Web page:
By Vincent Aubé , 2019-03-18
It’s gotten pretty hard for even a day to pass without there being some mention of electric mobility in the automotive industry. We have been witness to this staggering explosion of interest and innovation in the domain of green vehicles for a few years now, but 2019 is proving to be a particularly fertile and febrile period for new hybrid, plug-in and all-electric vehicles – and Canada’s market is being as upended as any in the world!
We published our first Hybrid and Electric Car Guide in the summer of 2017, and the immense interest drew begged for a follow-up last year. Interest has only grown since then, so we’re back this year with a comprehensive look at all the models that in their way contribute to reducing fossil-fuel emissions around the world.
As in the past, we’ve included important figures like base prices, as well as links to relevant reviews we’ve published and specifications of certain models.
One other change in the domain is worth noting for 2019: this year, with Ontario’s cancellation of its EV rebate program, only two provinces currently offer incentives to buyers of electricity-powered vehicles, Quebec and British Columbia.
The big news in 2019 from Audi is the arrival of the e-tron SUV ($90,000), which will take direct aim at the Tesla Model X even with the substantial price difference between the two all-electrics. Its range is given as 400 km, although as per usual it will realistically be less than that in real-world conditions.
The Munich-based manufacturer has its hand in electric mobility for several years already and has produced a number of plug-in models to date – but only one 100% electric vehicle, the i3 ($49,000). Last year BMW added a more-dynamic i3s variant with a stronger powertrain.
It’s also possible to order an extended-range version of the i3, which comes with a small combustion engine.
In the all-electric segment Chevrolet’s lone entrant is the Bolt ($44,800). Like the Volt, the little Bolt was a pioneer in the field of electric vehicles, principally for the 383-km range and the dynamic performances it delivers.
The Chevrolet Bolt will have to watch out, however, as here comes the little Kona Electric ($45,599). Here’s an EV in utility garb that delivers an impressive 415 km of range. The Korean automaker also proposes the IONIQ Electric ($37,899); this one could use with a boost to its battery capacity, if you ask us. Maybe in 2020…
Who could have predicted that Jaguar, so long saddled with a reputation for stultifying conservatism, would turn to electric mobility? With the I-PACE crossover ($86,500), Jaguar has come up with its own answer to Tesla. The performance capabilities are clearly up to snuff, and the original design it sports has been universally acclaimed. The range of 377 km isn’t bad either, especially for the automaker’s first foray into all-electricanism.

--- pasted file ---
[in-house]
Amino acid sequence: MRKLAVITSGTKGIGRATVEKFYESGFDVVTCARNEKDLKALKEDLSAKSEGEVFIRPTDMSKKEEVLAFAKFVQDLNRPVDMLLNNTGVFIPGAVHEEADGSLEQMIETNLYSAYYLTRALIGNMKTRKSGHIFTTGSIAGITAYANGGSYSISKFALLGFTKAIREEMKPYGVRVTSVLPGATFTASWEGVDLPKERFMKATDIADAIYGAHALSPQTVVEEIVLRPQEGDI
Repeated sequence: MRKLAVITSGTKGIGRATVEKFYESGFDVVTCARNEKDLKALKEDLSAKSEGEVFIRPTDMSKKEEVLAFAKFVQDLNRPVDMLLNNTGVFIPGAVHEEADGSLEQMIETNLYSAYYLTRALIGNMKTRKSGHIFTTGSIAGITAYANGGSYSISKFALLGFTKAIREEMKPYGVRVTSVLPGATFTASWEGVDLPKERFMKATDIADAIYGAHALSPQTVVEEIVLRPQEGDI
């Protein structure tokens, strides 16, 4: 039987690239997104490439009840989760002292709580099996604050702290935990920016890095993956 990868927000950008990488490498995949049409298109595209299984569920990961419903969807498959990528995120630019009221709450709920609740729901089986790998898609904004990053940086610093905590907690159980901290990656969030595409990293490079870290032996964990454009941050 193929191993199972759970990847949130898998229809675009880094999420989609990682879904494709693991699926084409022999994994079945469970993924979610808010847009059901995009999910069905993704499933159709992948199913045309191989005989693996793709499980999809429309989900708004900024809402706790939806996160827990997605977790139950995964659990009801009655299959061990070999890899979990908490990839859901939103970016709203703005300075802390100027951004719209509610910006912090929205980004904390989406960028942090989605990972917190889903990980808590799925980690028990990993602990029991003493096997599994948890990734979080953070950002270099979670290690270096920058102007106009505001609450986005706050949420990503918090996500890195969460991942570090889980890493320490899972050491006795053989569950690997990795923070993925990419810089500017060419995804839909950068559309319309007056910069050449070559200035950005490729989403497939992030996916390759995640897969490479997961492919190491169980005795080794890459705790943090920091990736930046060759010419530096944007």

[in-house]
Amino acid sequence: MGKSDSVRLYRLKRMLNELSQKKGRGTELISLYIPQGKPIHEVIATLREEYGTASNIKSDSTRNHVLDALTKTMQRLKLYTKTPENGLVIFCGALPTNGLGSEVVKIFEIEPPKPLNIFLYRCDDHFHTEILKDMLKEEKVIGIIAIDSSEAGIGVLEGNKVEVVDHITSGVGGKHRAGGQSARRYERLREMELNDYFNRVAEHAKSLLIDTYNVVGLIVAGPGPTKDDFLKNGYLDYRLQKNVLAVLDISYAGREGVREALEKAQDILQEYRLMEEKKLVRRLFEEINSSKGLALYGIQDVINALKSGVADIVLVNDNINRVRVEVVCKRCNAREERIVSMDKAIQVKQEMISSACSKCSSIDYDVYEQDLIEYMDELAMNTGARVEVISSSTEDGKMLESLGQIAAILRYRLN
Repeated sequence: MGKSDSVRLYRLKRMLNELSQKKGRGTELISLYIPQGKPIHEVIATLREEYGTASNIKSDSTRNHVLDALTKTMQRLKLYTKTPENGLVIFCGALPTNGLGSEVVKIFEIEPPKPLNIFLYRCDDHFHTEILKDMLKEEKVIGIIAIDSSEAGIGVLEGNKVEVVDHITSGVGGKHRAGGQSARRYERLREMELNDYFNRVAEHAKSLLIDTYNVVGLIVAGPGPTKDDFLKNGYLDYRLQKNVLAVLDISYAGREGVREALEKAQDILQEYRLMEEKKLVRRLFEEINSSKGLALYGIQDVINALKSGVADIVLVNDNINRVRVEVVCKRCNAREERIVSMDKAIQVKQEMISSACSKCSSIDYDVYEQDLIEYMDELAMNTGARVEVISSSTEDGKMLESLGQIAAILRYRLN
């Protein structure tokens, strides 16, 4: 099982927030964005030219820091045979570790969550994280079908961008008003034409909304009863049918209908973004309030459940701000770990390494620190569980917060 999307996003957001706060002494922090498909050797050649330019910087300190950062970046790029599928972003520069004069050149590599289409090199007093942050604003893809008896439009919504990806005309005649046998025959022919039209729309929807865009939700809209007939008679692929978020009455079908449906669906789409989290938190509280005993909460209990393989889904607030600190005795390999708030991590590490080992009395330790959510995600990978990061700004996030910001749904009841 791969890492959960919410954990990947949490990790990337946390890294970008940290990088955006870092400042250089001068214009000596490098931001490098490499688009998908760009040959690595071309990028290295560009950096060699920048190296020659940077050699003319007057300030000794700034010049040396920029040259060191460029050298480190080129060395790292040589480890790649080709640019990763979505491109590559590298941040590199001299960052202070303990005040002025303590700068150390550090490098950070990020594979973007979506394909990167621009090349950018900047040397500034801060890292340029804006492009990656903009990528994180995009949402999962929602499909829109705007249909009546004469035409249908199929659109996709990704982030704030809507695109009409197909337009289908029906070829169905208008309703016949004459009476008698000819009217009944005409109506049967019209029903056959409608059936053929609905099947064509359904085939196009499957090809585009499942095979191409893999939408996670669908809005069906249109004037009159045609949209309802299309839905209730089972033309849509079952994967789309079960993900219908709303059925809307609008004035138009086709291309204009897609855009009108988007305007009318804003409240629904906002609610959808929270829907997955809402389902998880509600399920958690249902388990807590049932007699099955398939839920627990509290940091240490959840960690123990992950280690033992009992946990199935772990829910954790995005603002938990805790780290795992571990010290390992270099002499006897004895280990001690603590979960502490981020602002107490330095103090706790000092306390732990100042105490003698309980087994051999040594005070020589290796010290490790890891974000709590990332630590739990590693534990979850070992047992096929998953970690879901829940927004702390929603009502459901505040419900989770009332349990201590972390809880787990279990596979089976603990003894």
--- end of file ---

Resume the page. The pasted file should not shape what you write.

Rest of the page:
For the Kia brand the 2019 model-year can officially be summed up with one model, the first-generation Kia Soul EV ($37,795); with just 179 km of range, however, it’s going to struggle to attract buyers. The smart move is to wait for summer 2019 and the 2020 model-year edition of the Soul, as well as the new Niro EV; both of them are expected to get a range of 384 km.
While Toyota is considered to have played the biggest part in democratizing hybrid technology, Nissan played the same role in the story of all-electric cars. The Nissan LEAF ($36,698) is built to meet the needs of city-dwellers, especially now that is has more muscle available from its powertrain and an increased range of 242 km.
Starting the spring, Nissan Canada will also bring to market the LEAF PLUS ($43,998), blessed with enhanced performance capabilities and even more importantly a boost in range, to 363 km.
Things are a little less rosy over at Smart. The Fortwo ($29,050) went electric a few years ago and currently sells for a price that’s completely out of proportion for the tiny range of 93 km it delivers (the convertible version’s range is 92 km). With such poor value-for-dollar, it’s hardly surprising that sales of the car have plummeted since owners had to start plugging it in to be able to drive it.
By this point, is there even a need to point out the impact the independent manufacturer based in California has had on the automotive landscape? With the Model S ($96,650), the Model X ($102,300) and the Model 3 ($47,600) already on the market, Tesla has just revealed its long-awaited Model Y compact SUV, which should be ready by fall 2020.
There’s more. The company is working on its Roadster, which could also be ready in 2020, and has made noises as well about producing a pickup – and why not, after all Tesla is an American automaker. The presentation of the new Rivian electric pickup probably had something to do with that as well…
The giant automaker based in Wolfsburg, Germany is on a well-publicized electric offensive, and we should start to see the results of that in 2020. Until we get there, VW does offer the e-Golf ($36,720), a compact car that retains all of its sprightly performance capabilities even in all-electric form.